September 2003 to present, collaborative research project

The pantropical genus Peperomia (Piperaceae), counting some 1 600 species, belongs to the top ten of the giant genera in Angiosperms. The genus is characterised by a deficit of morphological synapomorphies for infrageneric groups because of parallel evolution of macromorphological characters and extreme flower reduction. Therefore, a thorough phylogenetic analysis combining molecular and morphological data is essential for understanding character evolution.

We published the first phylogeny of the genus based on chloroplast trnK-matK sequences of about 50 species of all subgenera. This study indicated the paraphyly of most subgenera sensu Dahlstedt (1900) and suggested several new groupings. It was also shown here that several macromorphological characters (e.g. peltate leaves, paniculate inflorescences), on which the generally used infrageneric classification of Dahlstedt (1900) is based, have been subject to parallel evolution. Additionally, our nomenclatural study of all published infrageneric taxa indicated that several names are invalid and that some descriptions in the revision of Dahlstedt (1900) are quite aberrant from the original description.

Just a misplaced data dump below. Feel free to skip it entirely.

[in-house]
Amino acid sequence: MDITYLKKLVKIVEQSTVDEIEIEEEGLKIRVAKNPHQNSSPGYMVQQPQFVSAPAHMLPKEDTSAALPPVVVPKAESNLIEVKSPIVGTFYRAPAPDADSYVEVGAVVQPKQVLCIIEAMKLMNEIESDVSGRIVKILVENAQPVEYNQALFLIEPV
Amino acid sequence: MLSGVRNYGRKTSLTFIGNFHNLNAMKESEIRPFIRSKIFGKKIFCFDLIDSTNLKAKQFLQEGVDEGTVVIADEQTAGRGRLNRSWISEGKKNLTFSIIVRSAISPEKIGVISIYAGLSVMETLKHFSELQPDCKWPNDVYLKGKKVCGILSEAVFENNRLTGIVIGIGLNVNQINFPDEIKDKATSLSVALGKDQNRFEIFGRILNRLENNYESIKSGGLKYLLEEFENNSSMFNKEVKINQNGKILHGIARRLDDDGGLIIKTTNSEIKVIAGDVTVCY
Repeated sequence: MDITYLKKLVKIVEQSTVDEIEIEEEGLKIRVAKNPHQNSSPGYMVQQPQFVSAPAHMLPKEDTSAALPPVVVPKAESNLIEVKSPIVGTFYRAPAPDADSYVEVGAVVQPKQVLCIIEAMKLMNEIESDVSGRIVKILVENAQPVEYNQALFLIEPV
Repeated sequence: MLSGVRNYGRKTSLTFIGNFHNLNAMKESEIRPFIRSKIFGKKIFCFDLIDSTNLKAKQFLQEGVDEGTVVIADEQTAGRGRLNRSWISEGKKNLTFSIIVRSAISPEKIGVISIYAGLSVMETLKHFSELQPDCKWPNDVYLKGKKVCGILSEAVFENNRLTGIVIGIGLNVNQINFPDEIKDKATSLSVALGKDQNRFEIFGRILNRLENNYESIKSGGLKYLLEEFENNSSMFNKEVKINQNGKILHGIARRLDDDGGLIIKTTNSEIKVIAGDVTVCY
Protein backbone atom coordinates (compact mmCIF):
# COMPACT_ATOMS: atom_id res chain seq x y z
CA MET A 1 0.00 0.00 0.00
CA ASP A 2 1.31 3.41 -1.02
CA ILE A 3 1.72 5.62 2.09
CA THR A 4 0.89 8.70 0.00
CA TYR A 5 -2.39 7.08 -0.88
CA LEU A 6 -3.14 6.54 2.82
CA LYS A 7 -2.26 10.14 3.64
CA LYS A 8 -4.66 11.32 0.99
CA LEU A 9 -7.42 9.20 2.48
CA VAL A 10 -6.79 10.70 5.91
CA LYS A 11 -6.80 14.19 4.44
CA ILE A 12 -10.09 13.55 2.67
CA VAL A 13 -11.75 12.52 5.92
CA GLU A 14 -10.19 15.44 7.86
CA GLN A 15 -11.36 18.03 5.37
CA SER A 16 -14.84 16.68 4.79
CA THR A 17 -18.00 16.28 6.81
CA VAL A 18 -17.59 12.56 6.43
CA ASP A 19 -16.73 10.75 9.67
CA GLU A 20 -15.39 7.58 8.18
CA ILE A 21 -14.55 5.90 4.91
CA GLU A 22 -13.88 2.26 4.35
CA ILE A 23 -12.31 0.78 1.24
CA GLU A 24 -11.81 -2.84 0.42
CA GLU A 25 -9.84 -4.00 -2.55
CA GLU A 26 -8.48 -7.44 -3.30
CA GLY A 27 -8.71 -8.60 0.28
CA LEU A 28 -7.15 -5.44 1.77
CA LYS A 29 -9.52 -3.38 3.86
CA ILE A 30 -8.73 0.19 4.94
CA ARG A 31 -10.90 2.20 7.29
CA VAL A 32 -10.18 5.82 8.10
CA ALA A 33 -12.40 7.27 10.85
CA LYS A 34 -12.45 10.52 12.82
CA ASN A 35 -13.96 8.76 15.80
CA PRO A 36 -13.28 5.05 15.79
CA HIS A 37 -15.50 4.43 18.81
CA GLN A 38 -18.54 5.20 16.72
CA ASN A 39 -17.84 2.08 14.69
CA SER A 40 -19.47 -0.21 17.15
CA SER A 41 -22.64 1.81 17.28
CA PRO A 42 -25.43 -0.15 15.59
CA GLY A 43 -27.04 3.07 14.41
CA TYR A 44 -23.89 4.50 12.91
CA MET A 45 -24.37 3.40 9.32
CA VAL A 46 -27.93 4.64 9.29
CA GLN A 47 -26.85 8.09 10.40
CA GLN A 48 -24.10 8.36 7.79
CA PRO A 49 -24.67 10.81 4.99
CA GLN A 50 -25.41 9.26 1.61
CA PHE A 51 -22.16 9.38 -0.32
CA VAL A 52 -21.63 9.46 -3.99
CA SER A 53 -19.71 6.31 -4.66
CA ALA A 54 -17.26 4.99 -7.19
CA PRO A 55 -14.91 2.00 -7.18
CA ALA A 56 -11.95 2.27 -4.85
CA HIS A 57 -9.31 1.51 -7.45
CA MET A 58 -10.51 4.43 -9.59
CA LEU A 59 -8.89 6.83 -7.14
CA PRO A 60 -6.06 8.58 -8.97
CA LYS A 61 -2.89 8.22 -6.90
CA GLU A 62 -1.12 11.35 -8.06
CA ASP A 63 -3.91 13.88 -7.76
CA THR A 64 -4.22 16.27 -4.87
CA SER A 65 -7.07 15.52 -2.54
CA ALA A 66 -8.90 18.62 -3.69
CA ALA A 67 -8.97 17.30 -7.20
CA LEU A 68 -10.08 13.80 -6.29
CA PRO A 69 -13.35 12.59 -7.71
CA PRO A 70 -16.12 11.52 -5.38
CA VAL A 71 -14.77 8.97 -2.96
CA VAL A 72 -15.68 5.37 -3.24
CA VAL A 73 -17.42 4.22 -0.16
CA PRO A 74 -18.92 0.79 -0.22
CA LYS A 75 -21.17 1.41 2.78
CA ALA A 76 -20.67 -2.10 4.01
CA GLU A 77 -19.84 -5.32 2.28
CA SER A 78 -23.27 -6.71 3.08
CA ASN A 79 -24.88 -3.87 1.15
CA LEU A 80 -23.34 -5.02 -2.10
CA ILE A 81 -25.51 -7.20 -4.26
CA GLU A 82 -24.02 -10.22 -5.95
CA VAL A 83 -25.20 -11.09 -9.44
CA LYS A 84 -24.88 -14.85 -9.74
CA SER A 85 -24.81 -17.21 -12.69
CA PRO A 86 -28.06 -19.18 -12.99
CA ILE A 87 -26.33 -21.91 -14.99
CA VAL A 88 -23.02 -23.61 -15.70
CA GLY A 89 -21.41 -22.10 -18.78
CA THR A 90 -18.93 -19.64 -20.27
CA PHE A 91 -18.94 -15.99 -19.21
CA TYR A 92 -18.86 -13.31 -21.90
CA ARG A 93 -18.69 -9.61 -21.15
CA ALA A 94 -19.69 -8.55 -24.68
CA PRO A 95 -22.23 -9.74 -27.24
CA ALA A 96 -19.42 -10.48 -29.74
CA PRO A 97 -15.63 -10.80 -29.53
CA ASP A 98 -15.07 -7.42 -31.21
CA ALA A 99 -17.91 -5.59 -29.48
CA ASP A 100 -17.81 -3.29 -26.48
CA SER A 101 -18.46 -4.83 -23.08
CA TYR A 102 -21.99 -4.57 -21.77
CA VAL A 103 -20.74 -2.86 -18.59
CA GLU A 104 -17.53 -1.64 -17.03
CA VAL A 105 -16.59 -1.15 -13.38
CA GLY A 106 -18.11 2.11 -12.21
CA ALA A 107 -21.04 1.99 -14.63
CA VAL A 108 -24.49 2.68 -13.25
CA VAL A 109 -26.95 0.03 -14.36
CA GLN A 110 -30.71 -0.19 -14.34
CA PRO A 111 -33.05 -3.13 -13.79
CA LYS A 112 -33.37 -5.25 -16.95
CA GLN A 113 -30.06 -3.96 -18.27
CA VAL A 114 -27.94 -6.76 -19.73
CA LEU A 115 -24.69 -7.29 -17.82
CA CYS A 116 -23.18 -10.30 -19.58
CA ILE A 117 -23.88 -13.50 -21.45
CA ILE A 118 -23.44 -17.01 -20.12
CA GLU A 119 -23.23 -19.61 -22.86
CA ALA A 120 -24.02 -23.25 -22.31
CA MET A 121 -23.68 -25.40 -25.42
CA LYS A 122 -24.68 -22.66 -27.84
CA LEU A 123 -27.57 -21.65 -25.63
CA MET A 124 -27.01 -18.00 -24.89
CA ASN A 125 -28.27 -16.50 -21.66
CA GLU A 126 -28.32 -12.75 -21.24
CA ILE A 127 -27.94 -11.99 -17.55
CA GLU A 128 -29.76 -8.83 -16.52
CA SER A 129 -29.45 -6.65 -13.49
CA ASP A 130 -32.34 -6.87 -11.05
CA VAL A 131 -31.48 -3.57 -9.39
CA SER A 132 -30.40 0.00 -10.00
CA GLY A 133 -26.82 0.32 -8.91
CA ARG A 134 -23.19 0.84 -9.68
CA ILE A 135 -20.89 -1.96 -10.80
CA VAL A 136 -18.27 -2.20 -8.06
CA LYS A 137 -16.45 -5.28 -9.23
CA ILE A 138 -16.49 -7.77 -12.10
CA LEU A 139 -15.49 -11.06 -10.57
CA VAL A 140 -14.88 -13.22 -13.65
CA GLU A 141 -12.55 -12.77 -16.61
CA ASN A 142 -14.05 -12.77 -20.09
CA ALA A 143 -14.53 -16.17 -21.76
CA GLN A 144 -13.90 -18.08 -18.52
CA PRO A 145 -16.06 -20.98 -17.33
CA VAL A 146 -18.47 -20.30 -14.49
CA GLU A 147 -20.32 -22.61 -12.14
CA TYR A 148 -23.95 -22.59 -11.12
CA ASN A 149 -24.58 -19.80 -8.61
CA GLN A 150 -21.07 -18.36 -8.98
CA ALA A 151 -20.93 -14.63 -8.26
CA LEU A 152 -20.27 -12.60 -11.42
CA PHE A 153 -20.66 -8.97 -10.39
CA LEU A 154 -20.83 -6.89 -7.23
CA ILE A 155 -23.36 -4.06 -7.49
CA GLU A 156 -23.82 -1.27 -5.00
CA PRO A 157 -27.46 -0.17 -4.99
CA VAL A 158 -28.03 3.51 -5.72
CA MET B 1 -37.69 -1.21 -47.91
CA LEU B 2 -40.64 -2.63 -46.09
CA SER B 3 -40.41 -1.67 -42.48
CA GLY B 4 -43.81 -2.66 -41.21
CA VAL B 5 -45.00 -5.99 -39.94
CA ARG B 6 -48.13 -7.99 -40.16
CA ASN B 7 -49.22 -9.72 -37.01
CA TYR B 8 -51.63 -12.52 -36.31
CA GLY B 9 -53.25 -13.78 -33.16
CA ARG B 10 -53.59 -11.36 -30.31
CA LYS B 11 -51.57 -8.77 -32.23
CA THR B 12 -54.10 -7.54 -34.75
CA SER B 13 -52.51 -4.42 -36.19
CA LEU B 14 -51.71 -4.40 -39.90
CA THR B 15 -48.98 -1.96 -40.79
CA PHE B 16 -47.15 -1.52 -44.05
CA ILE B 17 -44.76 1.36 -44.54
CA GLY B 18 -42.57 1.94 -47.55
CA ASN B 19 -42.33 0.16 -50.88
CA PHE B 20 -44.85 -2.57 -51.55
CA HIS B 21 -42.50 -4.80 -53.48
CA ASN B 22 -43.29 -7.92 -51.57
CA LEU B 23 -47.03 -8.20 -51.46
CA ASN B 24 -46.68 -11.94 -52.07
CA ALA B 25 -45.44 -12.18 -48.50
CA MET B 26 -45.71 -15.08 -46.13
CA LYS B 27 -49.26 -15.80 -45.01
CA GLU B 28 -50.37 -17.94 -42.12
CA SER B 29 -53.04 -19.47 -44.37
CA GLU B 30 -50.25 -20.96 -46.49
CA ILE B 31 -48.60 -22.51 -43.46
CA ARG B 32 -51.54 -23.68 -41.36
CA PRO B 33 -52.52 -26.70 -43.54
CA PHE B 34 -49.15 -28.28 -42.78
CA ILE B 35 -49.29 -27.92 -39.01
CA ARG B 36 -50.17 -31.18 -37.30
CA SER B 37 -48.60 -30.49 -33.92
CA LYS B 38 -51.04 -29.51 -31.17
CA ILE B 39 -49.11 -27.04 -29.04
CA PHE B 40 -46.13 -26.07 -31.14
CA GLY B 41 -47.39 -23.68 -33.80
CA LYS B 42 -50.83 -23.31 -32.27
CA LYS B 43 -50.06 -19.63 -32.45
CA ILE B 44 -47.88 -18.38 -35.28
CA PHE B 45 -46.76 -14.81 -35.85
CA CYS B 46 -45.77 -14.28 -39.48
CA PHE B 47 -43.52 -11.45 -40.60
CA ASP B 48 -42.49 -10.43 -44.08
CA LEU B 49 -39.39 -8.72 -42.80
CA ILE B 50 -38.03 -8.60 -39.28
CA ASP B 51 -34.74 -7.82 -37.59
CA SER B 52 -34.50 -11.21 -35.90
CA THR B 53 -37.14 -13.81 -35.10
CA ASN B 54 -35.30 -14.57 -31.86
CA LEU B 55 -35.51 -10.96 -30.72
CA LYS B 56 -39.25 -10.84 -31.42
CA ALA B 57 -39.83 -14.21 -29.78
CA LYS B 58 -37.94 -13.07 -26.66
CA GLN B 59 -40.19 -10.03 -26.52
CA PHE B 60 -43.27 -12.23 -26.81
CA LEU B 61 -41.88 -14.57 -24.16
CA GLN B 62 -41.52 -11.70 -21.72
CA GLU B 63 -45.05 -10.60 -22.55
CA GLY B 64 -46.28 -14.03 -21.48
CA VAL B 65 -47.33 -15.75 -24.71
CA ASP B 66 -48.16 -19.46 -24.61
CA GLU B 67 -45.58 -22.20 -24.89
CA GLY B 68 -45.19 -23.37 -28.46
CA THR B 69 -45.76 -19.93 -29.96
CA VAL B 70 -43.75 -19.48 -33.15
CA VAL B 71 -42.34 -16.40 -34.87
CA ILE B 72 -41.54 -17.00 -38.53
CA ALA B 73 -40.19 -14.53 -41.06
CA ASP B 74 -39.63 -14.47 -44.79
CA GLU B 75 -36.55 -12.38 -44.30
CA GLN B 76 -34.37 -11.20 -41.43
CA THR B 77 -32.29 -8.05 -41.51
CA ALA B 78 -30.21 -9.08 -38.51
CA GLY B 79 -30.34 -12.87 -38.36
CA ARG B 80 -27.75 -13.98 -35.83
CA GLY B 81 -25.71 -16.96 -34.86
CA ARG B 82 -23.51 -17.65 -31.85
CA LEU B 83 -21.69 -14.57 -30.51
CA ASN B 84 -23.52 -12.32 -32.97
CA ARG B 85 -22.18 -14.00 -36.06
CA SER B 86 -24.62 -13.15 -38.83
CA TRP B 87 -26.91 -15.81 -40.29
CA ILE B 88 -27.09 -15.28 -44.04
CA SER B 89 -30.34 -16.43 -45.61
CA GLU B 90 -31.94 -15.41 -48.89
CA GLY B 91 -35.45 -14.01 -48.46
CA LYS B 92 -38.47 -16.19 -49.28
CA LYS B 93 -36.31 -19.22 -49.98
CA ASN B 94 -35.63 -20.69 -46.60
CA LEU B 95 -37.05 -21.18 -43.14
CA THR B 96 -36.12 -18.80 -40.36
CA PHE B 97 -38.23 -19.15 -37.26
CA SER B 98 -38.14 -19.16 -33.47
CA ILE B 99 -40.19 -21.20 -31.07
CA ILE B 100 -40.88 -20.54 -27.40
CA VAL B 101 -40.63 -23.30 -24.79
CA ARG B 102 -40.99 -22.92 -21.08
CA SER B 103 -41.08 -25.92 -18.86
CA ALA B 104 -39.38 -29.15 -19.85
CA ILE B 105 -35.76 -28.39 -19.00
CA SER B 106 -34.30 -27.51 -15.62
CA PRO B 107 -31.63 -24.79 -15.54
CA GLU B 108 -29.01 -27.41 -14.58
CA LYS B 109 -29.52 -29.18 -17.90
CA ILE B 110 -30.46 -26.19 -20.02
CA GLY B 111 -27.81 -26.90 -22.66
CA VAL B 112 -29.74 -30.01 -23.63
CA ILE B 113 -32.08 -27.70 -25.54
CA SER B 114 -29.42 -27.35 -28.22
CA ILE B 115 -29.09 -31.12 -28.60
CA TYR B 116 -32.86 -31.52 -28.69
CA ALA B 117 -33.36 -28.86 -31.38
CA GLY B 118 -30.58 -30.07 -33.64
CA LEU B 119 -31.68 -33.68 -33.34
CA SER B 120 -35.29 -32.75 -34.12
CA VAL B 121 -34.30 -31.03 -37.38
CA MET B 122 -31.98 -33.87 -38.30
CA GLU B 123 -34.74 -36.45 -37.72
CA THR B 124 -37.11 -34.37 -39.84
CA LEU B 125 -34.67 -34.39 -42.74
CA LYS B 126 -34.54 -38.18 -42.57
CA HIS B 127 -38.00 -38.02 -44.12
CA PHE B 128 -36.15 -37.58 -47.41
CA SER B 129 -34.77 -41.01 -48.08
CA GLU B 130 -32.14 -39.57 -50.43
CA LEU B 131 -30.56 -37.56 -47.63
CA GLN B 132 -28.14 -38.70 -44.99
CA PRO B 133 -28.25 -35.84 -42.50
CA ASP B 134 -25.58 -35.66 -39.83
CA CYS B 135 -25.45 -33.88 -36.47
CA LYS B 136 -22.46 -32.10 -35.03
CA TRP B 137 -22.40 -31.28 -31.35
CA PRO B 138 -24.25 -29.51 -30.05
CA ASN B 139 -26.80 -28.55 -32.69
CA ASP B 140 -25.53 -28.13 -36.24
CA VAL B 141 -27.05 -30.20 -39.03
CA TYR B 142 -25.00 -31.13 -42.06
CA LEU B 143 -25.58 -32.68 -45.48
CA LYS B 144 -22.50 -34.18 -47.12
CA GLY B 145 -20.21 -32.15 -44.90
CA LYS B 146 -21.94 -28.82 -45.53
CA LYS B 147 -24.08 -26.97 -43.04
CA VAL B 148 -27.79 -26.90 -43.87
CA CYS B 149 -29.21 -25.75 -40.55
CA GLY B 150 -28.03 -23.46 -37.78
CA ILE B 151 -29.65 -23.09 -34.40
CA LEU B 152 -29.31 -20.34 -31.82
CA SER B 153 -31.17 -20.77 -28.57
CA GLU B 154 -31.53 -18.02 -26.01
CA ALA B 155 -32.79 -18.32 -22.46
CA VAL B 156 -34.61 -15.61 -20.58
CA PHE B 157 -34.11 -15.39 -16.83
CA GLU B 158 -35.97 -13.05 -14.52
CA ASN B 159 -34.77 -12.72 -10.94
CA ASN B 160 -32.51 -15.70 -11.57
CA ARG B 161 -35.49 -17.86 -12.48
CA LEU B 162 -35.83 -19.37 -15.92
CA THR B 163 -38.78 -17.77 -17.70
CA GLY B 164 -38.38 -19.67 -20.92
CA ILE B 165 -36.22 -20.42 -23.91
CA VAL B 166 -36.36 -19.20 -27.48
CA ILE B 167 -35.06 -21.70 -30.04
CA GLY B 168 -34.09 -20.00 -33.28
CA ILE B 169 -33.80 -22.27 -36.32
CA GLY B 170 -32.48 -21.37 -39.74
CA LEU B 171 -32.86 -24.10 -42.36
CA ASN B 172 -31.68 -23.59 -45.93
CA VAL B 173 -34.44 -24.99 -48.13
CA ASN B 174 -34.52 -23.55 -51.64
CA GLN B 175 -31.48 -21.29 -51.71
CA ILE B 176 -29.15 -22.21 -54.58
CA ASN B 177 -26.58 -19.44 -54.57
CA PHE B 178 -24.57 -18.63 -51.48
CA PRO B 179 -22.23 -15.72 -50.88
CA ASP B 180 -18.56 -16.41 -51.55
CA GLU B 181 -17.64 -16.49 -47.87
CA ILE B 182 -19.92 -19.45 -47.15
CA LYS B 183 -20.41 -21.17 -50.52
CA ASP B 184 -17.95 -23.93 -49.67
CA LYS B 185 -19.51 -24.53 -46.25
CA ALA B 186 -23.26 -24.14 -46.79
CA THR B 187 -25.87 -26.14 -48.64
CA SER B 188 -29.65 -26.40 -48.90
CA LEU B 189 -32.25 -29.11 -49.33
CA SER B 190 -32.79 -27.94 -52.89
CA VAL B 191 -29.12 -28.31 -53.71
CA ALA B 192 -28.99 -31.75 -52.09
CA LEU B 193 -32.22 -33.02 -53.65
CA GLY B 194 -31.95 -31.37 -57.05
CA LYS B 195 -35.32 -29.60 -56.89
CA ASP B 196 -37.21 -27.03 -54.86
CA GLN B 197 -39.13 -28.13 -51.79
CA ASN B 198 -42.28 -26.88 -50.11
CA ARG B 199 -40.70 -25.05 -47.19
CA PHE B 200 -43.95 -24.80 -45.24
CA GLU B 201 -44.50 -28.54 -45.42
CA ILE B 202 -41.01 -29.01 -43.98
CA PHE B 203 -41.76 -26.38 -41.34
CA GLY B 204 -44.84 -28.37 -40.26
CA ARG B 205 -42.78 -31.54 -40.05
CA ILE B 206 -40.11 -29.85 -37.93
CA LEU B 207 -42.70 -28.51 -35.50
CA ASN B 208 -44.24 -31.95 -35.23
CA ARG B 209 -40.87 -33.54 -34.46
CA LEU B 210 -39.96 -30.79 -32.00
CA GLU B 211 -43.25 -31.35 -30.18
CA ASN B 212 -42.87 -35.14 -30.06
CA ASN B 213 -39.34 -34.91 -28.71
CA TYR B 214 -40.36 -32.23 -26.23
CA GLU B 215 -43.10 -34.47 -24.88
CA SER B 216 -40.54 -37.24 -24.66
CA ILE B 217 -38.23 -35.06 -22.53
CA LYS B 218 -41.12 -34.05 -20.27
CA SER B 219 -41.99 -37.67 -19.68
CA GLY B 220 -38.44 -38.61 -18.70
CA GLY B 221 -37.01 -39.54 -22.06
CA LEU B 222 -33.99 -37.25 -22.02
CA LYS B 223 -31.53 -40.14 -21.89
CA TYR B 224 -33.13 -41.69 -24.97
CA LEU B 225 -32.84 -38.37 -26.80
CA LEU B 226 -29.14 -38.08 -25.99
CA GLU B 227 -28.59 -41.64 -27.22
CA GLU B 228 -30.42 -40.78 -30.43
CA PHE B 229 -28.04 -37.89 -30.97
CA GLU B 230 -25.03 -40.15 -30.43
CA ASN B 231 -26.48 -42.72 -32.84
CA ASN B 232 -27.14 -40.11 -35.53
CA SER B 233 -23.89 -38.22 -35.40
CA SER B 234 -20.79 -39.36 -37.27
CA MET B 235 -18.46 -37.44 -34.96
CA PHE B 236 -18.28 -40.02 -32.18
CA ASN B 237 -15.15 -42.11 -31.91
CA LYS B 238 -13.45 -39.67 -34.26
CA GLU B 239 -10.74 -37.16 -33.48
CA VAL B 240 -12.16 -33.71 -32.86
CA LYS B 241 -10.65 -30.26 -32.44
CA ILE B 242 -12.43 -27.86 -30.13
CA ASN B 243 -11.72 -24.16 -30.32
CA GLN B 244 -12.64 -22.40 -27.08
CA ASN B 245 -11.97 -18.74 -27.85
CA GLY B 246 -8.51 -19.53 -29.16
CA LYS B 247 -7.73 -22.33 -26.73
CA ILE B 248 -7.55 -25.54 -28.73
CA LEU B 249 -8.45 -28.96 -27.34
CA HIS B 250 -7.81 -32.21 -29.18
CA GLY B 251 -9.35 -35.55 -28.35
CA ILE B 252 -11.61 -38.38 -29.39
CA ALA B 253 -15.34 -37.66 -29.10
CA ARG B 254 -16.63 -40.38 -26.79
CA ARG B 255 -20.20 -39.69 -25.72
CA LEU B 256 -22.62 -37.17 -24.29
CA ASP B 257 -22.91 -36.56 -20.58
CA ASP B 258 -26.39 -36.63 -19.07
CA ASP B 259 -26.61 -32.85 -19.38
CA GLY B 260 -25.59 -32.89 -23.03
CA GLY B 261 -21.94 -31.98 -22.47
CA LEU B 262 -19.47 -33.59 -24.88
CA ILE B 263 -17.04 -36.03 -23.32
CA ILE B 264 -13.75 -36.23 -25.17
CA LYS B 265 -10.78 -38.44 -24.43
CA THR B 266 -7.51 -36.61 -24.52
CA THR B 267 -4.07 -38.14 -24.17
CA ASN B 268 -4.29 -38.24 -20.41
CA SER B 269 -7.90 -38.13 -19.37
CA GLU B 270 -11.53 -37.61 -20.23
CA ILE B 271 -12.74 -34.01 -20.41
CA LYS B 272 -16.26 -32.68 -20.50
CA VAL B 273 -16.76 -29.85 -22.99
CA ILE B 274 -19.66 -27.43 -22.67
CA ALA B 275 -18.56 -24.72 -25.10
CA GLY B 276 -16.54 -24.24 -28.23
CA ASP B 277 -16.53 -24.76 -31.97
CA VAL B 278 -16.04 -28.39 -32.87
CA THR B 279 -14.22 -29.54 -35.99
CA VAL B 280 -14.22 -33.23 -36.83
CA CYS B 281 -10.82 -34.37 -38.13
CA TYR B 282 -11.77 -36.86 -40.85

These findings are also supported by additional molecular work based on nuclear ITS and 26S and mapping of morphological characters on a combined molecular tree, visualizing the contrast between previously used homoplasious characters and some newly observed characters, which can be used to delimit monophyletic groups. See Pandora’s Box for more information.

Another investigated set of characters are calcium oxalate crystals, which are known to occur in most plant groups. We studied and scored the shape, form and distribution of crystals in the different leaf parts in both Peperomia and its sister genus Piper and used character optimization strategies to evaluate the systematic importance. The leaf crystals are characterized by an increasing complexity and their presence and distribution has a certain systematic significance but similar to the morphology, only few characters were found to be of use as synapomorphies for infrageneric clades.

To obtain a representative, resolved and well-supported phylogenetic hypothesis we are currently working on a sampling of about 600 accessions (~250-300 species) for the trnK intron, the matK gene and the trnK-psbA spacer. The combination of nearly all the studies on Peperomia presented will constitute the basis for a new infrageneric classification reflecting phylogenetic relationships. As most large angiosperm genera with more than 500 species, Peperomia has no modern worldwide monograph and the traditional taxonomic subdivisions proved to be highly unnatural. The large size of these genera does not facilitate attempts to make infrageneric classifications and revisions and therefore, the evolutionary history of these genera is still poorly known.